A lot of the training to certify a soldier to drive a vehicle is ad hoc, and troops are rarely reassessed on their driving ability or given opportunities to build those skills through advanced courses. For other military skills, such as operating heavy weapons mounted to vehicles, training is methodical and certification can take weeks.

"There are a lot of competing time constraints, so [units] expedite the training, so they might not get the full breadth of something like night driver's training, for example," Cary Russell, director of the GAO's Defense Capability and Management team, told Military.com. "Gunners have to go through a series of qualification events that measures proficiency; there's a specific prescription of standards there. The driver has nothing like that."

Yet the data on incidents is incomplete. Potentially, less than 5% of vehicle mishaps are reported, the draft of the Army's study says.

In particular, less severe and chronic injuries go unreported due to safety investigator workloads or commanders not understanding reporting requirements. The bottom line, the report notes, is that any injury to a soldier that causes them to miss days of work or have any duty requirement altered must be reported.

Data often doesn't even include whether the driver was licensed, their experience level or last driving training event. "This problem is so bad in some cases that even the soldier's gender, age and [military occupational specialty] is not reported," the report notes.

When it comes to aviation accidents, the cluster of incidents happens slightly later in the year. Most aviation incidents in 2021 occurred in August as units took advantage of the longer days to fly more. However, incidents are less common during the other summer months, especially July, which Hilmes described as a relatively "dormant" month.

"The month of August is higher, as we near the end of the fiscal year; as units try to execute flight hour programs, we start flying a whole lot," he said. "Some of it is [operations tempo]. But looking deeper, what we realize, [is] the unit went over a leadership change. But it's also pilots rotating in and out."

The volume of so-called Class A incidents, meaning mishaps that result in serious injury, fatalities or destruction of the aircraft, has been relatively flat for several years. In 2021, there were eight Class A mishaps, up from six in 2020, though flight hours are way down due to the pandemic, according to the report. This year, there were 805,838 flight hours recorded, and 789,678 hours flown in 2020 -- much lower than 890,021 flight hours in 2019 and 846,219 in 2018.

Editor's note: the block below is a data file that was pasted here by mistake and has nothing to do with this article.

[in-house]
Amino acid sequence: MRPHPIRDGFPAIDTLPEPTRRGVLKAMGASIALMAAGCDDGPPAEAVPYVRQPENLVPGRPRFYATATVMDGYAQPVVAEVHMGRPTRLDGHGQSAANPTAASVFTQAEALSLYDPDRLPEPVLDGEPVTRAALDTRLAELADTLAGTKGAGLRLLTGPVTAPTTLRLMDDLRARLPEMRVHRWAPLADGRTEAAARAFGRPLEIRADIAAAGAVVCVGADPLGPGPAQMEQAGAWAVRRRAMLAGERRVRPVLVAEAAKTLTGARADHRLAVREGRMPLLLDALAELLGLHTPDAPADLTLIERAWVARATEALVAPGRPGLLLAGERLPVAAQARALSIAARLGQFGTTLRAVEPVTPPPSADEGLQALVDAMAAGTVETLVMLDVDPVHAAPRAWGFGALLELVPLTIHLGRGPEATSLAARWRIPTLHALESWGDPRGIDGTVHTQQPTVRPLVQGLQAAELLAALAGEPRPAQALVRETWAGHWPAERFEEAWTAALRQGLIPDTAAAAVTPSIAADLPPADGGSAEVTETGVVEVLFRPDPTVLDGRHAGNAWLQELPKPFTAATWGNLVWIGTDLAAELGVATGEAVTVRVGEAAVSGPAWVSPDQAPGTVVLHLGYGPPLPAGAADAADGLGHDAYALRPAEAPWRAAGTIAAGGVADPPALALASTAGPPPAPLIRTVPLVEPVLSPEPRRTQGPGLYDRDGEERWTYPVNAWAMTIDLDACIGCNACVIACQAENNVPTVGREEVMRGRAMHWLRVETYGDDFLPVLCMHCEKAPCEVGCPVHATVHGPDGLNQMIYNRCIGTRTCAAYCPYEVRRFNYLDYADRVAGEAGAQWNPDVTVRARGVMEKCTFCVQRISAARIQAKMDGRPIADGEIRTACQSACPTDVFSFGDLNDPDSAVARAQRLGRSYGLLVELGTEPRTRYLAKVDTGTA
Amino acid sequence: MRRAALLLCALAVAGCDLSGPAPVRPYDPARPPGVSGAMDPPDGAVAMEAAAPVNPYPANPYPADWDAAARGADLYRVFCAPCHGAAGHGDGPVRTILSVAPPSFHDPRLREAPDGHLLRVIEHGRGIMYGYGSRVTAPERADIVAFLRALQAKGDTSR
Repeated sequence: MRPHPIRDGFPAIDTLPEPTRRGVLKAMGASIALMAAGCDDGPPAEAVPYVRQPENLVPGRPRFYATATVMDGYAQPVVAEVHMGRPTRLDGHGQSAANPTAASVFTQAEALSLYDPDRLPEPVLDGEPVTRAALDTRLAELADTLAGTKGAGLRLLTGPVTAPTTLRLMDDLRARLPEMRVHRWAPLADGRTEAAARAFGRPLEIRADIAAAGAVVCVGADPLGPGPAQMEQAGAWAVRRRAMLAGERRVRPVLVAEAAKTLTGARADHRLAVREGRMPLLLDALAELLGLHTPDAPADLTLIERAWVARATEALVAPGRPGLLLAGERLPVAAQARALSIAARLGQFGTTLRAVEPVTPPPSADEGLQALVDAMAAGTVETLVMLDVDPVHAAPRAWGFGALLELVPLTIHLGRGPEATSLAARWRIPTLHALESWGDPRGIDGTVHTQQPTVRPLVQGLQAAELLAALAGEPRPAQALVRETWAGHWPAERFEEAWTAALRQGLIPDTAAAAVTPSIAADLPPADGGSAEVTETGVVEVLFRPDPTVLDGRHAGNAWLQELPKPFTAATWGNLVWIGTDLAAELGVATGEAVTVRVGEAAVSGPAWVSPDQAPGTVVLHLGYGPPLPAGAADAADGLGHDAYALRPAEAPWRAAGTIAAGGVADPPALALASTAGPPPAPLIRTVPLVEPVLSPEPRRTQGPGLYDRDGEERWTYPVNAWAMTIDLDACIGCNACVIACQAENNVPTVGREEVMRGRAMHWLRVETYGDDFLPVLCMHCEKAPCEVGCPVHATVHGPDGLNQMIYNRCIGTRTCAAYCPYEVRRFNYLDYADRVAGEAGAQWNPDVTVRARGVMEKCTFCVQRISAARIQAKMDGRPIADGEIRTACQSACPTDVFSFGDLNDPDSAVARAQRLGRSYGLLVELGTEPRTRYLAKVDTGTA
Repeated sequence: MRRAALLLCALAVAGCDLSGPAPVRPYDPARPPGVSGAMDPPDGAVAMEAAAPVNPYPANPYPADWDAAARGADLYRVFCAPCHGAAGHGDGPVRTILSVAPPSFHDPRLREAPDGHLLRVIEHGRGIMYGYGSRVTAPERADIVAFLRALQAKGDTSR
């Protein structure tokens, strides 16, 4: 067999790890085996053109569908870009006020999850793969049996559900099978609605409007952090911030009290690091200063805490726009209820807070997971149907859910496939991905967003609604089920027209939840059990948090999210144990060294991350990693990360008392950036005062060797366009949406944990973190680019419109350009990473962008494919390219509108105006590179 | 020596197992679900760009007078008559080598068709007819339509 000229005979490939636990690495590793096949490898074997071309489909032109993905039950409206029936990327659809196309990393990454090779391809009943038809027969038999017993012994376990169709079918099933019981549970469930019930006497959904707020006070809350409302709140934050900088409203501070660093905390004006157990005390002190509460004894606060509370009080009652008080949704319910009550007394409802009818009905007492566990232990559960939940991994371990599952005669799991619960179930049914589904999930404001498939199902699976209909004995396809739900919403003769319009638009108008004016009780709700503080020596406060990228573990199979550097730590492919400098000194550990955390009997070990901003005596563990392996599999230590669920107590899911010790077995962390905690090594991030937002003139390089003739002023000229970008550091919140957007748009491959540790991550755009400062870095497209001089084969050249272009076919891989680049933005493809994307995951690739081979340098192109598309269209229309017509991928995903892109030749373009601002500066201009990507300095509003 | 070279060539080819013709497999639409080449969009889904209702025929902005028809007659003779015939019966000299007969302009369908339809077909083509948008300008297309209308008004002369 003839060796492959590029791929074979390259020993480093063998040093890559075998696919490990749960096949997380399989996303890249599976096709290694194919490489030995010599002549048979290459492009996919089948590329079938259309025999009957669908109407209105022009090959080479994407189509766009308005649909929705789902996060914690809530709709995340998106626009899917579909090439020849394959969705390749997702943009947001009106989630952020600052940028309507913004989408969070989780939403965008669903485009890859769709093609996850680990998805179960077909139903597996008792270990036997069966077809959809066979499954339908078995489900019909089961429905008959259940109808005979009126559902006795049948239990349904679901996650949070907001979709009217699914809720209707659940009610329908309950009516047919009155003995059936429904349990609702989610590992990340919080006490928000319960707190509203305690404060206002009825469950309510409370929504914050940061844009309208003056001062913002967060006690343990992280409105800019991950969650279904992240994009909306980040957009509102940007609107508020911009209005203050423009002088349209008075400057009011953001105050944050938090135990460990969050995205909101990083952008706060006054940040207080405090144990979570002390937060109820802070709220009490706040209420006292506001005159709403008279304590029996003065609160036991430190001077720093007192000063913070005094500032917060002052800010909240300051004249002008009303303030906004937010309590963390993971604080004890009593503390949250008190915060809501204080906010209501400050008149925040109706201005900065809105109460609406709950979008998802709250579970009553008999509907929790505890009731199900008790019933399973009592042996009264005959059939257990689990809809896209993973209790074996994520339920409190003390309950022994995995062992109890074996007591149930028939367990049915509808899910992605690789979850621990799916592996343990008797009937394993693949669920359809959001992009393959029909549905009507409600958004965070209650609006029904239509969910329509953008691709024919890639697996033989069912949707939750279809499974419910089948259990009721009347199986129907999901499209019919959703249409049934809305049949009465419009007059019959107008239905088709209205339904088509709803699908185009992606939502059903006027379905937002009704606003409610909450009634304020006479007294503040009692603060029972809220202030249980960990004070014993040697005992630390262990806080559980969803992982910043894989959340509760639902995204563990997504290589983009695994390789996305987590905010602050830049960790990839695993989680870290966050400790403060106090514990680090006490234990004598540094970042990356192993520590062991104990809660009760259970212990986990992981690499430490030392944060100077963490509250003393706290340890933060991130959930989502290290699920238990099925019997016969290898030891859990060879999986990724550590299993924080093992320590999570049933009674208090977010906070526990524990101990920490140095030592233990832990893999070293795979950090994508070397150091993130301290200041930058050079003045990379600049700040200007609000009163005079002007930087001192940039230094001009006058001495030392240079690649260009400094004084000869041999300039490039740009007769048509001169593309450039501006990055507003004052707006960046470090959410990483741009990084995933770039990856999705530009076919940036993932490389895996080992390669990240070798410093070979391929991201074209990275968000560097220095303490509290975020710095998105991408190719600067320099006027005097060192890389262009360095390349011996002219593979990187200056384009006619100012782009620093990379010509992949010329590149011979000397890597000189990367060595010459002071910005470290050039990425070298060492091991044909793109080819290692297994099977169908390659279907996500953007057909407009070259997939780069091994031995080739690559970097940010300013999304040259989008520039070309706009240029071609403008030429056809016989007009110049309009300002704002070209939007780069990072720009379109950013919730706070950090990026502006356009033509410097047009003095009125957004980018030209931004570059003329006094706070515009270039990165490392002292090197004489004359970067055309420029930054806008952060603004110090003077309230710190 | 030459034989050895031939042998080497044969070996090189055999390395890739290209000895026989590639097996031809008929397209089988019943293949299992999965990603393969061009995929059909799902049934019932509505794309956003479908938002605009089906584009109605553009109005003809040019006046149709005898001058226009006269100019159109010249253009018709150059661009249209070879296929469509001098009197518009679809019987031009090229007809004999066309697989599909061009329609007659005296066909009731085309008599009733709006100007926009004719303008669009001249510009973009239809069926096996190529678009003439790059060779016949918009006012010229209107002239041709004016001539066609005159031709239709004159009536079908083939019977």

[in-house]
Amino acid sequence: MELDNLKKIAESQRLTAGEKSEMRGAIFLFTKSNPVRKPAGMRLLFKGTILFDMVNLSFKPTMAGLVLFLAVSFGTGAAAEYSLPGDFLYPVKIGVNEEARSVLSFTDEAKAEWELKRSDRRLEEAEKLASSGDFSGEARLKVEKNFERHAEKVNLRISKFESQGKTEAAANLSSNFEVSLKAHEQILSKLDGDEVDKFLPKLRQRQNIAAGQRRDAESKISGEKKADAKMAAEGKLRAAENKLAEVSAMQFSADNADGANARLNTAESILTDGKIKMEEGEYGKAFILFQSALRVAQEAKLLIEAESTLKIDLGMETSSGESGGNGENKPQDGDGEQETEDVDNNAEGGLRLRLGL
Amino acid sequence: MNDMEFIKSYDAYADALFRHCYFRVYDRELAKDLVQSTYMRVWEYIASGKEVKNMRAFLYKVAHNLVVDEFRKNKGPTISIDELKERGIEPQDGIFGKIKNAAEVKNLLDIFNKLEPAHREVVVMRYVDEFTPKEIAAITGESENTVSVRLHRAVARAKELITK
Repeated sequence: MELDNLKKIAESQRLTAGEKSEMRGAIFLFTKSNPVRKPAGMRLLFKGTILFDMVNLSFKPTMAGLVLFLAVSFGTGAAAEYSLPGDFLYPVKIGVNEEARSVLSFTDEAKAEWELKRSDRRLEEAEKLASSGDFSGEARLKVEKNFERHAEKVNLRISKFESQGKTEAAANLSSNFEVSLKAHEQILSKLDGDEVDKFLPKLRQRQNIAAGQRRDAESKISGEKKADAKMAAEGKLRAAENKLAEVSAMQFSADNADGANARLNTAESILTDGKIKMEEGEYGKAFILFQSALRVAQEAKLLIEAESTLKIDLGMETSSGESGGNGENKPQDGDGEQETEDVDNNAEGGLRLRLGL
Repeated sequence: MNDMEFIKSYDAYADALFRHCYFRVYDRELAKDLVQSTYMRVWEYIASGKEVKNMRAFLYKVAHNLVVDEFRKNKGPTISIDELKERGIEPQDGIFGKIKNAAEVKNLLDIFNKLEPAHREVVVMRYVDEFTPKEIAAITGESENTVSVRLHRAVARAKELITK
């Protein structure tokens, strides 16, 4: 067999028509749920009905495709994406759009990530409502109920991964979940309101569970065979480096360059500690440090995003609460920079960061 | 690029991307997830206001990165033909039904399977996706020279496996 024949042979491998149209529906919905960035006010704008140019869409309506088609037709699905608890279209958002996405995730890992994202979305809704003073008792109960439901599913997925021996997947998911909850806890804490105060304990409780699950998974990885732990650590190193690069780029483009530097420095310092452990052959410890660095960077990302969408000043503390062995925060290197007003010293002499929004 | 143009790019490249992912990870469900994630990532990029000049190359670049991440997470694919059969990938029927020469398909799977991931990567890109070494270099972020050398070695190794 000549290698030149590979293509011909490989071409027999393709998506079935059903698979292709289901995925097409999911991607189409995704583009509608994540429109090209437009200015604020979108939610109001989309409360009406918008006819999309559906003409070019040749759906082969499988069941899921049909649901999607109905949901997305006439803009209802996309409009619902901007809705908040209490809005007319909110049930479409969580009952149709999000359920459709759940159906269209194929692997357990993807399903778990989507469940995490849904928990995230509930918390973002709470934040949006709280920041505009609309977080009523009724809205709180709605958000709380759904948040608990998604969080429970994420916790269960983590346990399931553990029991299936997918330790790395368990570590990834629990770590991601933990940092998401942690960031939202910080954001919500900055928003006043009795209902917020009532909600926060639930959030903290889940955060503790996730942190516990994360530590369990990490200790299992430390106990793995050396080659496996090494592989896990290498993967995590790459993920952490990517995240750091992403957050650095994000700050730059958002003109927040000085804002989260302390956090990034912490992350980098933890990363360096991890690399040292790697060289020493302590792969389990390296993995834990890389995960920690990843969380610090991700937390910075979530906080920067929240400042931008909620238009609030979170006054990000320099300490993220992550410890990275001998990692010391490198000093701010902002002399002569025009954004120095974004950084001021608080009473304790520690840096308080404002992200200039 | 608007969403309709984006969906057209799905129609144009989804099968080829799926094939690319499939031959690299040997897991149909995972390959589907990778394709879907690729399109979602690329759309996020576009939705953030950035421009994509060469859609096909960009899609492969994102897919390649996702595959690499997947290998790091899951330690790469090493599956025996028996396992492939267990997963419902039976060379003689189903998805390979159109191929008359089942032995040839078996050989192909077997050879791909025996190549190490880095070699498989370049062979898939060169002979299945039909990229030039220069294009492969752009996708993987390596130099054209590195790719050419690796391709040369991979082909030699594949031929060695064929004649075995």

In 2019, there were 12 mishaps, and 2018 saw 11 major aircraft incidents.

While on-duty incidents are on the decline, the Army saw a 20% spike in off-duty vehicle crashes, often involving risky behavior such as drunk driving. In 2021, 87 soldiers died in civilian vehicle accidents, compared to 72 in 2020.

"As COVID mitigations relaxed, we saw those numbers go back up," Hilmes said. "Off duty is probably the hardest for us to get after. It's mostly risky behavior; the chain of command is not present. It's typically over the weekend, but first-line supervisors are probably best postured to help us with that."

The figures, especially deadly incidents tied to training, have spurred action in Congress with a number of provisions aimed at vehicle safety, training and investigations in the must-pass 2022 National Defense Authorization Act, or NDAA, which sets funding and policy priorities for the Pentagon.

One set of proposals, from Rep. Vern Buchanan, R-Fla., would require the military to implement the GAO's recommendation to better define roles for vehicle commanders and direct the DoD to evaluate the adequacy of military licensing programs and training environments.

"These proposals to improve tactical vehicle safety should significantly reduce the risk of future training accidents," Buchanan said in a statement in September. "However, there is still more to do to ensure no more lives are needlessly lost because of easily preventable military training accidents."

-- Steve Beynon can be reached at Steve.Beynon@military.com. Follow him on Twitter @StevenBeynon.